Suburbs of Our Discontent: Ballet Recital
By everydayshakespeare on June 14, 2010
Lady: Madam, we'll dance.
Queen: My legs can keep no measure in delight,
When my poor heart no measure keeps in grief:
Therefore, no dancing, girl; some other sport. (Richard II 3.4.7-10)
This weekend I had the great pleasure of attending my first ever “tot ballet” recital (a.k.a. “The Annual Spring Concert").
Let me start by saying that ballet culture makes me deeply uncomfortable. Maybe I was just traumatized by watching The Turning Point when I was eight. Or maybe it’s because I don’t have the lithe body suitable for la danse, and I’m just really jealous.
Nothing could have prepared me for this event, and I was ready for the worst. After they made us attend two dress rehearsals. After they made my 3-year-old daughter and her little friend look like French poodles. After they scheduled the event to start at 7:00 pm on a Sunday night. After they charged us $18 a ticket. Even after all that, it got worse.
This was the kind of event where every single kid enrolled at the dance school participates. That includes the teenagers who gyrate to Ke$ha and a morose group of girls who reenacted a suicide-by-hanging as part of their dance number.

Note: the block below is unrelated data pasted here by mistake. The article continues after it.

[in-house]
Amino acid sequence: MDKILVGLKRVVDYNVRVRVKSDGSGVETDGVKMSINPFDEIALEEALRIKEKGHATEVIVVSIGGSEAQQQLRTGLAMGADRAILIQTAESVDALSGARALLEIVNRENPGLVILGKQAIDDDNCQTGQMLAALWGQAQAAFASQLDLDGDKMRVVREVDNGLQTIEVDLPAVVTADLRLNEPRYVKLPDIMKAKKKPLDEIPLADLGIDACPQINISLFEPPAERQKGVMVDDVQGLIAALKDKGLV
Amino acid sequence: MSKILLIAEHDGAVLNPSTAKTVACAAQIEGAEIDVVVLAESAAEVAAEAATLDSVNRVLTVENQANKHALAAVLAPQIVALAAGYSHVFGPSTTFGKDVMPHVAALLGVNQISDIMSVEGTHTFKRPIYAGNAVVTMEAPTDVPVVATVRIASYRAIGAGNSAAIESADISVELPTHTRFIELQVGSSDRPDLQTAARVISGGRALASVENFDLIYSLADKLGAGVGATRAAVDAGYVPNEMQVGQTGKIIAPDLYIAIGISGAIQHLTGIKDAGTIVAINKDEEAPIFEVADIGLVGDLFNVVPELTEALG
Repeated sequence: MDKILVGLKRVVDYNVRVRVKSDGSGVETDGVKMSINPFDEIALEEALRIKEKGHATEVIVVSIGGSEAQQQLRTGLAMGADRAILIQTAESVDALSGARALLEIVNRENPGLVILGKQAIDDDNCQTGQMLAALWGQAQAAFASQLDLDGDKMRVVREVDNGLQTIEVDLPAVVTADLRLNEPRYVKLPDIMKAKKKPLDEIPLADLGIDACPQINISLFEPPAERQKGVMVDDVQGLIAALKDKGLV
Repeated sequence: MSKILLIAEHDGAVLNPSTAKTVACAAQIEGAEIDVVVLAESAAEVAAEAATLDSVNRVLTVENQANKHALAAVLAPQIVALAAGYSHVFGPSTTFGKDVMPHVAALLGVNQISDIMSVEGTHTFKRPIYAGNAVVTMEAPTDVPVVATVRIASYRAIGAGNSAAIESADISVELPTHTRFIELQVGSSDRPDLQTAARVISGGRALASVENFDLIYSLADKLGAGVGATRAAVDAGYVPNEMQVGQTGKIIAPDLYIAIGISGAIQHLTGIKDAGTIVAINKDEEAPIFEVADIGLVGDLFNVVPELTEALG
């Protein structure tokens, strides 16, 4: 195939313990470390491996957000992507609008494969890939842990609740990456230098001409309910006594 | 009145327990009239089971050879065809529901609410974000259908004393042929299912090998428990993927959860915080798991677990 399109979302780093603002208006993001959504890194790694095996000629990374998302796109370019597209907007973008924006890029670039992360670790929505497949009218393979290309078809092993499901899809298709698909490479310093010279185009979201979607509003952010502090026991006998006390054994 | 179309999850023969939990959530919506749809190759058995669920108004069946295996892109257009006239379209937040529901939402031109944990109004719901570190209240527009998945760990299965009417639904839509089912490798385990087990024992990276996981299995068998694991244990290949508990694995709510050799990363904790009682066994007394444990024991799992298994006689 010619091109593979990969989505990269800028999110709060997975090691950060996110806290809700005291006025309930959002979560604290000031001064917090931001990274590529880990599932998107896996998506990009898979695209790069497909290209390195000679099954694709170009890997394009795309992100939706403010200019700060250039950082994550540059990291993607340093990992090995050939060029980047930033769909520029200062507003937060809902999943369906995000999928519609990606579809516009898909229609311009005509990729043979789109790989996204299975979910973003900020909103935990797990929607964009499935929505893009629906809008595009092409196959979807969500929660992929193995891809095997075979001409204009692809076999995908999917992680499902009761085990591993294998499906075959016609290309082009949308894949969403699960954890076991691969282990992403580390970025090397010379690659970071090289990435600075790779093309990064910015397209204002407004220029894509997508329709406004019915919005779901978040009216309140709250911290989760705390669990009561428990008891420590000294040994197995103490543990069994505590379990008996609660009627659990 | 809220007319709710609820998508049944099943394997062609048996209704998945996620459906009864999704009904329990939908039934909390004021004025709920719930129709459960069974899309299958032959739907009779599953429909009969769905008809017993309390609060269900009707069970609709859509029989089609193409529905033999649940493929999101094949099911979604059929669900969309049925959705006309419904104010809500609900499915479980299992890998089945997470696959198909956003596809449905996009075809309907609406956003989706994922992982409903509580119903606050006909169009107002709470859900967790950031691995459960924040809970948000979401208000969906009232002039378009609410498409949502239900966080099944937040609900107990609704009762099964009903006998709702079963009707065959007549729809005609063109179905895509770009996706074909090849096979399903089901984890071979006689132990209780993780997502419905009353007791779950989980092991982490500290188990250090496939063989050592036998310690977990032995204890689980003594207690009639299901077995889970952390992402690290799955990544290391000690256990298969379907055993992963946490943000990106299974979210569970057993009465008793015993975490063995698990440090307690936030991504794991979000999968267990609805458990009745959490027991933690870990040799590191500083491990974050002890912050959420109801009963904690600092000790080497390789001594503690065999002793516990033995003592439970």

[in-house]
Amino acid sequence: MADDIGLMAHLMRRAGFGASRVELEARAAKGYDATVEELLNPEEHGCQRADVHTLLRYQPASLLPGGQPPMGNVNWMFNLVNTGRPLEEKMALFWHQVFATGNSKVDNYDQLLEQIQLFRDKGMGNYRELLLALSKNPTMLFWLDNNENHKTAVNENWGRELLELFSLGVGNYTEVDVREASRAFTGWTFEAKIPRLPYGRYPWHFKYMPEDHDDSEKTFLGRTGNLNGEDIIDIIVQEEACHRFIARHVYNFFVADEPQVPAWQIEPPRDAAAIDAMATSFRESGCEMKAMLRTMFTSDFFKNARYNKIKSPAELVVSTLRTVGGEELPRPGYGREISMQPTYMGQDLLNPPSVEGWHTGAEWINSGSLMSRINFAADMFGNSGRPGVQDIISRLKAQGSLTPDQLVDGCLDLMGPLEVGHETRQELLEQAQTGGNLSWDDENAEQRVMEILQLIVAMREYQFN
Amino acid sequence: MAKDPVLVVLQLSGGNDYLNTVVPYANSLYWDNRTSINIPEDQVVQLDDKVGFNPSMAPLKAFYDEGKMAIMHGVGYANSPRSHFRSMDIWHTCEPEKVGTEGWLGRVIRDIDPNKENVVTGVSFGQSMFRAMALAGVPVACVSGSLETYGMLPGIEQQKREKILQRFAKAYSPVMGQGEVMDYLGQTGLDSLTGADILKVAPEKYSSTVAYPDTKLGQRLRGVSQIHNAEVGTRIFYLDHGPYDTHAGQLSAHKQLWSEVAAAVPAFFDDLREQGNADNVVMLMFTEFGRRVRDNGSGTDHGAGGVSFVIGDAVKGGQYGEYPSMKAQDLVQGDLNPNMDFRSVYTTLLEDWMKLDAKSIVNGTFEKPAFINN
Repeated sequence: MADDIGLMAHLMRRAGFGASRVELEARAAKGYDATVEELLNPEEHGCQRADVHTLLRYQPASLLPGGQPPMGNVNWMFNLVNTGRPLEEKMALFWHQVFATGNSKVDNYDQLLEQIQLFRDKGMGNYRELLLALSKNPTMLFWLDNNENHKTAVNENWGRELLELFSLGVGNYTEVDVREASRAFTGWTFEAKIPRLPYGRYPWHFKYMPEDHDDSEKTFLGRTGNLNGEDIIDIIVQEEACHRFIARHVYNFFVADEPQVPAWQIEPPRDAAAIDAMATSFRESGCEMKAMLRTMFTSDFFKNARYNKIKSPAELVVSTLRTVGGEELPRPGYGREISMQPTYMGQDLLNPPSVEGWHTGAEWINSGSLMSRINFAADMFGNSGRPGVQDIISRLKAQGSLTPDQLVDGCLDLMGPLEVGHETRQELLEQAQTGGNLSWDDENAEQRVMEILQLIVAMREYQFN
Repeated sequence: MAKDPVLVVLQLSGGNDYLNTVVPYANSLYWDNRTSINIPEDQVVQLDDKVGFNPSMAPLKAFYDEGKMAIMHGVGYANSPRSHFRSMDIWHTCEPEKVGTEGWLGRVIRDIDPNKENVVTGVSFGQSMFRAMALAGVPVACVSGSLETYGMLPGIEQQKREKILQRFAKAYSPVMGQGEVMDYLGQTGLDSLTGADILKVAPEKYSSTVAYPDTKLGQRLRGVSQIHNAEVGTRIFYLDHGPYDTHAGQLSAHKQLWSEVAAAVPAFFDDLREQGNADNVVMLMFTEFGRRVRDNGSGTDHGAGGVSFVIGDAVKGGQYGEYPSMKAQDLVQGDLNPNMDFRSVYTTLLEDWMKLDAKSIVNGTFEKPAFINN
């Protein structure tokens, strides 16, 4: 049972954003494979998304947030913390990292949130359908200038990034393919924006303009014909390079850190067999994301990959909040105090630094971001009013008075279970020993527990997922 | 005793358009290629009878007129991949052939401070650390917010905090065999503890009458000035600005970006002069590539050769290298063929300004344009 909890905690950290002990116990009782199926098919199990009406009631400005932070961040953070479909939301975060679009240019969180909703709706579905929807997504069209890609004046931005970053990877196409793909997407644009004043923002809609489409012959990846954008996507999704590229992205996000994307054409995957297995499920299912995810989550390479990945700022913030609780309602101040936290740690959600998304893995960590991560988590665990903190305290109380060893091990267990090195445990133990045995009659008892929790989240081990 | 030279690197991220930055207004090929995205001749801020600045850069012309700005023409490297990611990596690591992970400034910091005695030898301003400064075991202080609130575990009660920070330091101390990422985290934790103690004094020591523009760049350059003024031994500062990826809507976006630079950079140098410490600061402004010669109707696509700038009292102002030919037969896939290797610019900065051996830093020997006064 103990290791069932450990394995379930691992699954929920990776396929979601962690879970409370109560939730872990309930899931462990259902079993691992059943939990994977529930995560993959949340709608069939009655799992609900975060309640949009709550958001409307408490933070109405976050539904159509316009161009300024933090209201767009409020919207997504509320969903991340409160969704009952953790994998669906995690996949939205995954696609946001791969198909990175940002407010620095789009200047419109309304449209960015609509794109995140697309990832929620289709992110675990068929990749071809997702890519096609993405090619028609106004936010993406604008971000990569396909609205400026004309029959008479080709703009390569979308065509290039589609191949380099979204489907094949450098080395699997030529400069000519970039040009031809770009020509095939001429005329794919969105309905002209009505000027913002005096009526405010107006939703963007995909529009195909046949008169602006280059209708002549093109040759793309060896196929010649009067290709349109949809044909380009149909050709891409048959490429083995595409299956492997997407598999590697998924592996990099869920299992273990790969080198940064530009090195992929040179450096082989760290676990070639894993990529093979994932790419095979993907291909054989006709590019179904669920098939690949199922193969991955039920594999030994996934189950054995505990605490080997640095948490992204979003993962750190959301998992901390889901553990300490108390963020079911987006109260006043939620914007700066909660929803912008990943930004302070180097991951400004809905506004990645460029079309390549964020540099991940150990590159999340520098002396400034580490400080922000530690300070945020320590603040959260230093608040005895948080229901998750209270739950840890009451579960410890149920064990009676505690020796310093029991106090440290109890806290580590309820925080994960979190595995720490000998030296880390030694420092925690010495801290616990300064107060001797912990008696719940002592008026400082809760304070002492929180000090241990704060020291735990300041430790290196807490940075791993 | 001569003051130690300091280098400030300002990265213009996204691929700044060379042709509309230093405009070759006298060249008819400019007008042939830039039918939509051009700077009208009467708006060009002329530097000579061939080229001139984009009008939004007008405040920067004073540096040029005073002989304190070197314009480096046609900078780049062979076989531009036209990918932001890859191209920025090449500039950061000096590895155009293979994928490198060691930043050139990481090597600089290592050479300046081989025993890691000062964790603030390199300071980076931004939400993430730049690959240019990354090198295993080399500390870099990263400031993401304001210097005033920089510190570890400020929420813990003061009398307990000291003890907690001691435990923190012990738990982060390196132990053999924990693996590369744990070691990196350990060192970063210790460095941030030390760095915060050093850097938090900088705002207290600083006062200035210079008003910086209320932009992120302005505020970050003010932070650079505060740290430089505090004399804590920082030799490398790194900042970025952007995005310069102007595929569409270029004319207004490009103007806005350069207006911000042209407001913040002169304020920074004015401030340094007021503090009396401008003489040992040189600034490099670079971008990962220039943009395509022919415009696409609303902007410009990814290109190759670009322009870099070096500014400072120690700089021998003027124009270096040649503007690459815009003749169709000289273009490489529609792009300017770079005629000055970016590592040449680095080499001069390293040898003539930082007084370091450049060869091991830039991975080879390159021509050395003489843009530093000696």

Then it was time for the tots to come out. For approximately six minutes they pranced around, each to their own beat. The teachers on stage unsuccessfully tried to herd them into formation, but alas it was not to be. Some kids lost shoes; others actually wandered off the stage. But it was OK because they were all in it together.
Until the “Li’l Rising Star Award,” that is.
Evidently there was a competition between the 3-year-old danseurs of which we, the parents, were unaware. The girls were told to sit on stage, and then the Director of the Dance Academy spent a couple of minutes explaining how ONE child had shined SO brightly, even more brightly than the other sparkly children, that she had won their annual award. As a result of this quality, “she is going to go FAR!” As the three year olds looked on (and picked their noses and sucked on their tutus), the Li’l Rising Star trophy was bestowed upon little Sophie who had no idea what the hell was going on, even after the Director said repeatedly “Sophie, it’s a trophy for you! Look, Sophie, look!” That's when another little girl started to cry.
How is this shit still happening in the world? Why is it that hundreds, maybe thousands, of people have written eloquent books about how children are being too competitive too soon, and yet no one has taken this Director (and others like her) aside and given her a good shake?
Everyday Shakespeare http://www.everydayshakespeare.com
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